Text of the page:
DNA sequencing is the process of determining the sequence of nucleotide bases in a piece of DNA. While this may sound straightforward, DNA sequencing is a complex process with many steps and chemical processes.
DNA sequencing is used in various research fields and industries. It also has a wide range of uses and applications. It is frequently used in biochemistry, genomics, biological anthropology, evolutionary biology, medicine, virology, forensic science, and the burgeoning ancestry testing industry.
A Brief History of DNA Sequencing
Although DNA was first isolated in 1869, its importance wasn’t discovered until decades later. The first DNA sequences were done over a hundred years later in the 1970s, using a laborious process called two-dimensional chromatography.
This developed into the process known as Sanger sequencing.
Early DNA sequencing was first performed on viruses. The first complete DNA sequence was published in 1977 and belonged to bacteriophage φX174, a virus that attacks E. coli bacteria. Viruses have single-stranded DNA instead of the double-stranded DNA of both prokaryotes and eukaryotes, which made them much easier to sequence in the early days of DNA sequencing.
From there, DNA sequencing technology developed rapidly. In the 1990s, the NIH ran several sequencing projects for various species of bacteria with the goal of sequencing the human genome. The Human Genome Project was formally launched in 1990 where it took 32 years to complete a gapless DNA sequence for the human genome.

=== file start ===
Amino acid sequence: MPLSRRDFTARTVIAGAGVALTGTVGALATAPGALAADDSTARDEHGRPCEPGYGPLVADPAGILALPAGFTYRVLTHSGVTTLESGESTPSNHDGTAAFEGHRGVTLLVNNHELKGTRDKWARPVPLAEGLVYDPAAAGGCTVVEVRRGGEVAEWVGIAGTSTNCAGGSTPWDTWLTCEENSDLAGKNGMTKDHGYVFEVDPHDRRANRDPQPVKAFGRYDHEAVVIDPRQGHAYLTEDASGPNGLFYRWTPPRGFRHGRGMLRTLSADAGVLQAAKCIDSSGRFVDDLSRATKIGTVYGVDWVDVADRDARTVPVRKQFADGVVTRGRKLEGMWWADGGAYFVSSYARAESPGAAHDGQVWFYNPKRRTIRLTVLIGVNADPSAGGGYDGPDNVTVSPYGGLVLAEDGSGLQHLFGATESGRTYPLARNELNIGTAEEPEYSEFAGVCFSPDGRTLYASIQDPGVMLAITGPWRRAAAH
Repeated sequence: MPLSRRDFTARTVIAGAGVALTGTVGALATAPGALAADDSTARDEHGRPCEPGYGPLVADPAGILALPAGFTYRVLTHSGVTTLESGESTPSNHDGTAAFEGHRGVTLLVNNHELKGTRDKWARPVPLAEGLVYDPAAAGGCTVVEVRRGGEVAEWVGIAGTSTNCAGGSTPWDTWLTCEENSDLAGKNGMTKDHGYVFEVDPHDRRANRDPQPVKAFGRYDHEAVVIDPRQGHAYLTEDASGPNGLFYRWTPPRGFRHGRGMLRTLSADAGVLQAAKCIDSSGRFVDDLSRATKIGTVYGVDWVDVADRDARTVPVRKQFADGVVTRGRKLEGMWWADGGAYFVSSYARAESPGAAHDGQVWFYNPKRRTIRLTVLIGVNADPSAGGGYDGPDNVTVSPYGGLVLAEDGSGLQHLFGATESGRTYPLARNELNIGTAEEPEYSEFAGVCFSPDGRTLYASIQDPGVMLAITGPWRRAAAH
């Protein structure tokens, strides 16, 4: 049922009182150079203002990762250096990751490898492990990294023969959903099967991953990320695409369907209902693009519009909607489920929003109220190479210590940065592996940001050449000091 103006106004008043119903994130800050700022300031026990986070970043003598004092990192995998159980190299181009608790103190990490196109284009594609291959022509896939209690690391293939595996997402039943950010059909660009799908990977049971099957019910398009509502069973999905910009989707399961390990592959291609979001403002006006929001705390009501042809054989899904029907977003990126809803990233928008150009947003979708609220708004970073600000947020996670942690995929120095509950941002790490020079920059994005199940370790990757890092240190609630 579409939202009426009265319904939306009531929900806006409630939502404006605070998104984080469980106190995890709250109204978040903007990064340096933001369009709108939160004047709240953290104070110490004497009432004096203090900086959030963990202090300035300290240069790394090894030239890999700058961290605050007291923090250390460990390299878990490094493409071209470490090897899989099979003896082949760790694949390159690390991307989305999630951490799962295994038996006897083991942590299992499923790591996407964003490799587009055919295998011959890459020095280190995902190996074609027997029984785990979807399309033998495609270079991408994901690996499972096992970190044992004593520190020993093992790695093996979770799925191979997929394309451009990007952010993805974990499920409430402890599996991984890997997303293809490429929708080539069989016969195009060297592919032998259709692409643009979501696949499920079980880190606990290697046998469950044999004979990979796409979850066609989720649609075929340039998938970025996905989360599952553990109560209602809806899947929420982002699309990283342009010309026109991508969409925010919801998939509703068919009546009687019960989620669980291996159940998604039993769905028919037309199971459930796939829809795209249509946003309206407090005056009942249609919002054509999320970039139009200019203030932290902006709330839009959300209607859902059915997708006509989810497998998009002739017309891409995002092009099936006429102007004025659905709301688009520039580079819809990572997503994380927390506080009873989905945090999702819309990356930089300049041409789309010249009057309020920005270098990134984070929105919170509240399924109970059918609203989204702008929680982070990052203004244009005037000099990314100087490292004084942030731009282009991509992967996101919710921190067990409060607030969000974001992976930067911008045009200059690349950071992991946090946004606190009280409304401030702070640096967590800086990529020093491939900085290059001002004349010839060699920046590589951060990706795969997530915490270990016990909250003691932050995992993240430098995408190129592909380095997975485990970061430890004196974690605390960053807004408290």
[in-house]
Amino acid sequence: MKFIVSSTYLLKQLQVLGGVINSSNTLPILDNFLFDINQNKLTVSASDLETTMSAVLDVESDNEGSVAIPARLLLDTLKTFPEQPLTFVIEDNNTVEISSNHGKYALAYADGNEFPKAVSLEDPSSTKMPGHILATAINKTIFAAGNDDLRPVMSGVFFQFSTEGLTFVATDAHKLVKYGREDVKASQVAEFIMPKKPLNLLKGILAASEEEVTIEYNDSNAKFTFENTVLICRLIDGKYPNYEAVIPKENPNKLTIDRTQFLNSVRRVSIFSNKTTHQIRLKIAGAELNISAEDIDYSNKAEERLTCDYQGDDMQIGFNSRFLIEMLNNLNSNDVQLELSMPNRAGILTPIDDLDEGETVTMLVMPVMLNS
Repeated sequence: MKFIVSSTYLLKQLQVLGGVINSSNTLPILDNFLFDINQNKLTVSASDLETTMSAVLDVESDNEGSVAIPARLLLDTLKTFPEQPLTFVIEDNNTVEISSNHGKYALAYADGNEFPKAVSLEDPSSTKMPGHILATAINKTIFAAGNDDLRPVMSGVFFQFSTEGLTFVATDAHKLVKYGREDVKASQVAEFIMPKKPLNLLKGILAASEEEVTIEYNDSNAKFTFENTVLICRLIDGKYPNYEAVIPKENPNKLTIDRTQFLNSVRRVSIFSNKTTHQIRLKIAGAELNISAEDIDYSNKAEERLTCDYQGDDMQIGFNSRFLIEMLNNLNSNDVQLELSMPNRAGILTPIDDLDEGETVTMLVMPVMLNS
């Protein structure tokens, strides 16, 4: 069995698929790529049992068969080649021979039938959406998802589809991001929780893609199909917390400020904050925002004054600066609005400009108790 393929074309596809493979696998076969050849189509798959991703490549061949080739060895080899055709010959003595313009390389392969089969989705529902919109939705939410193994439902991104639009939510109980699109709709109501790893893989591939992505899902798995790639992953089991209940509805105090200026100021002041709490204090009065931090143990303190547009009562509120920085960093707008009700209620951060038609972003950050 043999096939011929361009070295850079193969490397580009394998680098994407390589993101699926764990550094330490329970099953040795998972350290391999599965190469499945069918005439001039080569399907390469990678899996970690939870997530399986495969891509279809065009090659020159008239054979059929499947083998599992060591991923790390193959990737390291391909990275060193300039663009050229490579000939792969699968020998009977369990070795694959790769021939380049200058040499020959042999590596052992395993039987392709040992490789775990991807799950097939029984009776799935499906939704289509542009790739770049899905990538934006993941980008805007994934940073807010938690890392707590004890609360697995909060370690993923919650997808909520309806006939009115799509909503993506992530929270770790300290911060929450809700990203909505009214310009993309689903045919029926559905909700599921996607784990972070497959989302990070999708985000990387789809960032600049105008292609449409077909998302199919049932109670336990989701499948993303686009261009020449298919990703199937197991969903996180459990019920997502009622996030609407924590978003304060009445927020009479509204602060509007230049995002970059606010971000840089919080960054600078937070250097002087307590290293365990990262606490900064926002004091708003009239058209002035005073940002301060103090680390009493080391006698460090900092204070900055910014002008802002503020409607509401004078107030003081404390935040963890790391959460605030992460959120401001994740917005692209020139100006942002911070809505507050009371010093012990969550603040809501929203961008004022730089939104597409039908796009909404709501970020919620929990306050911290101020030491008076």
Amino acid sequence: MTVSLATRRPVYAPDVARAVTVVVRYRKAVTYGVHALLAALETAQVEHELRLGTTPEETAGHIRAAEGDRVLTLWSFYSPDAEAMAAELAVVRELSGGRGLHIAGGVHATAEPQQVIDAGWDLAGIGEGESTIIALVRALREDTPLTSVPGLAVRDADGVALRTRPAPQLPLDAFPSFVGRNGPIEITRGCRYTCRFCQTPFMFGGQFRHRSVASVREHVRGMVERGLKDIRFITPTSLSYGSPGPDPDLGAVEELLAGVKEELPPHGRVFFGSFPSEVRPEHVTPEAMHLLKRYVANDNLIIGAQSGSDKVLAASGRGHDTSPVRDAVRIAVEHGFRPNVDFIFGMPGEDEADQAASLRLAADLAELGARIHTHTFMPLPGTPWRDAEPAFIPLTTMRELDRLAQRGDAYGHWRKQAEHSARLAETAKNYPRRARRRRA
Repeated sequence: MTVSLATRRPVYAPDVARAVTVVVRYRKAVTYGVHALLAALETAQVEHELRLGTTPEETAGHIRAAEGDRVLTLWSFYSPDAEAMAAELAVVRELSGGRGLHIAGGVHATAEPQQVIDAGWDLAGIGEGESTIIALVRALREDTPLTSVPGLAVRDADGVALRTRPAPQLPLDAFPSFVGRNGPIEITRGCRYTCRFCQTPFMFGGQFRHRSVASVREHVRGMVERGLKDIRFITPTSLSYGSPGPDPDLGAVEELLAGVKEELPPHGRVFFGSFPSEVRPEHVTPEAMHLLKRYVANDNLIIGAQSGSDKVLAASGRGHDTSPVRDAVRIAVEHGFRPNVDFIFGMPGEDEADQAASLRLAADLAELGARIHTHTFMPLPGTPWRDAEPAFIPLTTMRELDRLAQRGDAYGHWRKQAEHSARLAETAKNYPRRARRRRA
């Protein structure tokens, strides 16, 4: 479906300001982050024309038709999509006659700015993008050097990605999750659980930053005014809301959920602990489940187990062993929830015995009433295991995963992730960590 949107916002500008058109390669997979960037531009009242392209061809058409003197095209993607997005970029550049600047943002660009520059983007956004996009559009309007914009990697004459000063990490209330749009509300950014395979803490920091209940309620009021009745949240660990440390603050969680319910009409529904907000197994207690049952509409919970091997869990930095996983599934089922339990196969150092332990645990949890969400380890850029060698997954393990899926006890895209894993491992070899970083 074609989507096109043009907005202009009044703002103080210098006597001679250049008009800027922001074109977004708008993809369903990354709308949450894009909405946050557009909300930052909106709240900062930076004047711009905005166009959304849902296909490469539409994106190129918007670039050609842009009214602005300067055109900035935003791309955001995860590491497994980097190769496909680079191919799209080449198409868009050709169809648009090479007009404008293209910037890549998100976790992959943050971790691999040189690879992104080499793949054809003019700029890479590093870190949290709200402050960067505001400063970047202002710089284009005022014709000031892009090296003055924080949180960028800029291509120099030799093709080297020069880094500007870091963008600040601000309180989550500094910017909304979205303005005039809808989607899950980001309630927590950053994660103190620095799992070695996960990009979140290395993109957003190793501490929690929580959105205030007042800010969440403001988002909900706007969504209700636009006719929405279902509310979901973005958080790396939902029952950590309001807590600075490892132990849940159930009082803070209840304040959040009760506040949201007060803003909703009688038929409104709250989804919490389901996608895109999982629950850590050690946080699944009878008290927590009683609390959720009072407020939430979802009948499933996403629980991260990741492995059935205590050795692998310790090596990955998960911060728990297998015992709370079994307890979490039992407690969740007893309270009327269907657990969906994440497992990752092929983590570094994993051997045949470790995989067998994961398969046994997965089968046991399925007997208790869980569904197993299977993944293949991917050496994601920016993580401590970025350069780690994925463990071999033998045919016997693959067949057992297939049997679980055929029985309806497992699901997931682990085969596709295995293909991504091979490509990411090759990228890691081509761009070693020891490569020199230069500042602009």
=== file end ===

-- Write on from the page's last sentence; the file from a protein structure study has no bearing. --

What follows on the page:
The Human Genome Project officially published the complete human DNA sequence in January 2022.
What Is Involved in DNA Sequencing?
Sequencing DNA means determining the order of the four nucleotide bases that make up the DNA molecule. The order of these bases lets analysts figure out the kind of genetic information that is carried by a particular segment of DNA.
To identify the order of the base pairs in a segment of DNA, it must first be manipulated, amplified, and processed. There are several ways to complete this.
The oldest and simplest of these is known as Sanger sequencing. This involves making multiple copies of the DNA region to be sequenced.
In Sanger sequencing, the DNA sample is combined in a tube with both normal DNA nucleotides and dye-labeled, chain-terminating dideoxy nucleotides. The DNA is heated to denature it, then cooled to let the primer bind to the single-stranded template.
After this, DNA polymerase synthesizes new DNA. It continues adding free nucleotides to the chain until it happens to add a dideoxy nucleotide instead of a normal one.
At that point, no further nucleotides can be added, so the strand will end with the dideoxy nucleotide.
The next step is to run the DNA fragments through a gel matrix in a process called capillary gel electrophoresis. The smallest fragment, ending just one nucleotide after the primer, finishes this process first.
It’s followed by the next-smallest fragment with two nucleotides, all the way to the final fragment. The dyes are then illuminated by a laser and recorded by a detector to put the original DNA sequence together one nucleotide at a time.
This process works, but it is extremely tedious and expensive compared to modern methods.